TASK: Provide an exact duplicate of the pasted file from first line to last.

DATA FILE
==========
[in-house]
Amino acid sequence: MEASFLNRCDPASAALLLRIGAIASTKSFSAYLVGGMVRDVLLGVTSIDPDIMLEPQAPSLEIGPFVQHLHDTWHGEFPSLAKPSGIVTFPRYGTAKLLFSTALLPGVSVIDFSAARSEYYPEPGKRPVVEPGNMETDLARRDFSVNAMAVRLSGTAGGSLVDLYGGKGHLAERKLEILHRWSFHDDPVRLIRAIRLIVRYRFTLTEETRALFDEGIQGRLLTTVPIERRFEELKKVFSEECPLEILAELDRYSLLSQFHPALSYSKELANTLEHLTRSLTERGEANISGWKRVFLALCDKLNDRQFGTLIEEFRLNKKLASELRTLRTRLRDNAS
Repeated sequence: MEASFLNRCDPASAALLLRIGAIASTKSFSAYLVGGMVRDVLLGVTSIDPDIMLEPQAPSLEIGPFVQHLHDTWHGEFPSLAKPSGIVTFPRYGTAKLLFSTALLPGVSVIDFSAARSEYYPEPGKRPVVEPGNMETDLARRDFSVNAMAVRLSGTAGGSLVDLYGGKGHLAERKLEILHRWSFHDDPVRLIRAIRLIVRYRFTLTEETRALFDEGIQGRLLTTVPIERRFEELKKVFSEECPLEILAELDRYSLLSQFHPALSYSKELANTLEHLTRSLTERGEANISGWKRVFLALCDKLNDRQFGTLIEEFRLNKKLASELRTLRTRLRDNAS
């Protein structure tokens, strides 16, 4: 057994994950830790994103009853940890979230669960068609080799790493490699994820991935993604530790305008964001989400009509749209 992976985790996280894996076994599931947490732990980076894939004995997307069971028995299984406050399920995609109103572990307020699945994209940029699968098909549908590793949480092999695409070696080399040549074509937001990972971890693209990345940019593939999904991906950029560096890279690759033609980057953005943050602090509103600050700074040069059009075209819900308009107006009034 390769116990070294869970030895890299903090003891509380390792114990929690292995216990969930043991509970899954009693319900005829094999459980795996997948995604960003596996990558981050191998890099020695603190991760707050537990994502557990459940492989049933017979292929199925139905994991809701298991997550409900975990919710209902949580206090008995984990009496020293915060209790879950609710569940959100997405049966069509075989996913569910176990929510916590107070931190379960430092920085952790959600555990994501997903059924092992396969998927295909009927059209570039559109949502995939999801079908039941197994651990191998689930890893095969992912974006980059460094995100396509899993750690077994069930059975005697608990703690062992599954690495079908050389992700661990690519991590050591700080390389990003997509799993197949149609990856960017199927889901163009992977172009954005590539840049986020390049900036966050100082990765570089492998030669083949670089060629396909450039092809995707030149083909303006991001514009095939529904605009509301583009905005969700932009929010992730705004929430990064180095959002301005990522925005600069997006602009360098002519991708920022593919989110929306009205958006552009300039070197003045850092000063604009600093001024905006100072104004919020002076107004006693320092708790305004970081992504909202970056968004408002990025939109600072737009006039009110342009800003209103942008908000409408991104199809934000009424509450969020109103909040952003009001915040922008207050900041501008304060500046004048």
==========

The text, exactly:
[in-house]
Amino acid sequence: MEASFLNRCDPASAALLLRIGAIASTKSFSAYLVGGMVRDVLLGVTSIDPDIMLEPQAPSLEIGPFVQHLHDTWHGEFPSLAKPSGIVTFPRYGTAKLLFSTALLPGVSVIDFSAARSEYYPEPGKRPVVEPGNMETDLARRDFSVNAMAVRLSGTAGGSLVDLYGGKGHLAERKLEILHRWSFHDDPVRLIRAIRLIVRYRFTLTEETRALFDEGIQGRLLTTVPIERRFEELKKVFSEECPLEILAELDRYSLLSQFHPALSYSKELANTLEHLTRSLTERGEANISGWKRVFLALCDKLNDRQFGTLIEEFRLNKKLASELRTLRTRLRDNAS
Repeated sequence: MEASFLNRCDPASAALLLRIGAIASTKSFSAYLVGGMVRDVLLGVTSIDPDIMLEPQAPSLEIGPFVQHLHDTWHGEFPSLAKPSGIVTFPRYGTAKLLFSTALLPGVSVIDFSAARSEYYPEPGKRPVVEPGNMETDLARRDFSVNAMAVRLSGTAGGSLVDLYGGKGHLAERKLEILHRWSFHDDPVRLIRAIRLIVRYRFTLTEETRALFDEGIQGRLLTTVPIERRFEELKKVFSEECPLEILAELDRYSLLSQFHPALSYSKELANTLEHLTRSLTERGEANISGWKRVFLALCDKLNDRQFGTLIEEFRLNKKLASELRTLRTRLRDNAS
């Protein structure tokens, strides 16, 4: 057994994950830790994103009853940890979230669960068609080799790493490699994820991935993604530790305008964001989400009509749209 992976985790996280894996076994599931947490732990980076894939004995997307069971028995299984406050399920995609109103572990307020699945994209940029699968098909549908590793949480092999695409070696080399040549074509937001990972971890693209990345940019593939999904991906950029560096890279690759033609980057953005943050602090509103600050700074040069059009075209819900308009107006009034 390769116990070294869970030895890299903090003891509380390792114990929690292995216990969930043991509970899954009693319900005829094999459980795996997948995604960003596996990558981050191998890099020695603190991760707050537990994502557990459940492989049933017979292929199925139905994991809701298991997550409900975990919710209902949580206090008995984990009496020293915060209790879950609710569940959100997405049966069509075989996913569910176990929510916590107070931190379960430092920085952790959600555990994501997903059924092992396969998927295909009927059209570039559109949502995939999801079908039941197994651990191998689930890893095969992912974006980059460094995100396509899993750690077994069930059975005697608990703690062992599954690495079908050389992700661990690519991590050591700080390389990003997509799993197949149609990856960017199927889901163009992977172009954005590539840049986020390049900036966050100082990765570089492998030669083949670089060629396909450039092809995707030149083909303006991001514009095939529904605009509301583009905005969700932009929010992730705004929430990064180095959002301005990522925005600069997006602009360098002519991708920022593919989110929306009205958006552009300039070197003045850092000063604009600093001024905006100072104004919020002076107004006693320092708790305004970081992504909202970056968004408002990025939109600072737009006039009110342009800003209103942008908000409408991104199809934000009424509450969020109103909040952003009001915040922008207050900041501008304060500046004048």